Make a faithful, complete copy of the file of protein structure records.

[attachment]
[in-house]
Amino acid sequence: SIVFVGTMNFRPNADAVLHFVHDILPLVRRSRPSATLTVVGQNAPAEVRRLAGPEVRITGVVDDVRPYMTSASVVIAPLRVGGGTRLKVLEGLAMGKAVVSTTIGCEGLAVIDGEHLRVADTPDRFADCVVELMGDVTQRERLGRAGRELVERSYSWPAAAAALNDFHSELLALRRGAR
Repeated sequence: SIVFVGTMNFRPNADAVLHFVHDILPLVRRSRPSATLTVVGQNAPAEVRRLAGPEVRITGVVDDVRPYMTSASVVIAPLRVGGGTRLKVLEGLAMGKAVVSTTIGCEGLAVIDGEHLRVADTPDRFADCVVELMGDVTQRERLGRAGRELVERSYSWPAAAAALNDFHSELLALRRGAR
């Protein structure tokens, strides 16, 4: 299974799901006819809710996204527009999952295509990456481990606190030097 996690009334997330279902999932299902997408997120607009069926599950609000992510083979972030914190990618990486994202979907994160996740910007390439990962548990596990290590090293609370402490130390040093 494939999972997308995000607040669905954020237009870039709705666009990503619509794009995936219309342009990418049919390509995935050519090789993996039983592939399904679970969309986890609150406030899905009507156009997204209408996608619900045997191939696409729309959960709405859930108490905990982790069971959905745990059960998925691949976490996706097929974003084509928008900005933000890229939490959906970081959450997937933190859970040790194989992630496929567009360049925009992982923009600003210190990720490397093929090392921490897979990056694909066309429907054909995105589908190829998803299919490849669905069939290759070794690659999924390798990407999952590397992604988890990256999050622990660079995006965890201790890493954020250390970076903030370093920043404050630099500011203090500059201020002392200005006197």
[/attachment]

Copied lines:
[in-house]
Amino acid sequence: SIVFVGTMNFRPNADAVLHFVHDILPLVRRSRPSATLTVVGQNAPAEVRRLAGPEVRITGVVDDVRPYMTSASVVIAPLRVGGGTRLKVLEGLAMGKAVVSTTIGCEGLAVIDGEHLRVADTPDRFADCVVELMGDVTQRERLGRAGRELVERSYSWPAAAAALNDFHSELLALRRGAR
Repeated sequence: SIVFVGTMNFRPNADAVLHFVHDILPLVRRSRPSATLTVVGQNAPAEVRRLAGPEVRITGVVDDVRPYMTSASVVIAPLRVGGGTRLKVLEGLAMGKAVVSTTIGCEGLAVIDGEHLRVADTPDRFADCVVELMGDVTQRERLGRAGRELVERSYSWPAAAAALNDFHSELLALRRGAR
């Protein structure tokens, strides 16, 4: 299974799901006819809710996204527009999952295509990456481990606190030097 996690009334997330279902999932299902997408997120607009069926599950609000992510083979972030914190990618990486994202979907994160996740910007390439990962548990596990290590090293609370402490130390040093 494939999972997308995000607040669905954020237009870039709705666009990503619509794009995936219309342009990418049919390509995935050519090789993996039983592939399904679970969309986890609150406030899905009507156009997204209408996608619900045997191939696409729309959960709405859930108490905990982790069971959905745990059960998925691949976490996706097929974003084509928008900005933000890229939490959906970081959450997937933190859970040790194989992630496929567009360049925009992982923009600003210190990720490397093929090392921490897979990056694909066309429907054909995105589908190829998803299919490849669905069939290759070794690659999924390798990407999952590397992604988890990256999050622990660079995006965890201790890493954020250390970076903030370093920043404050630099500011203090500059201020002392200005006197």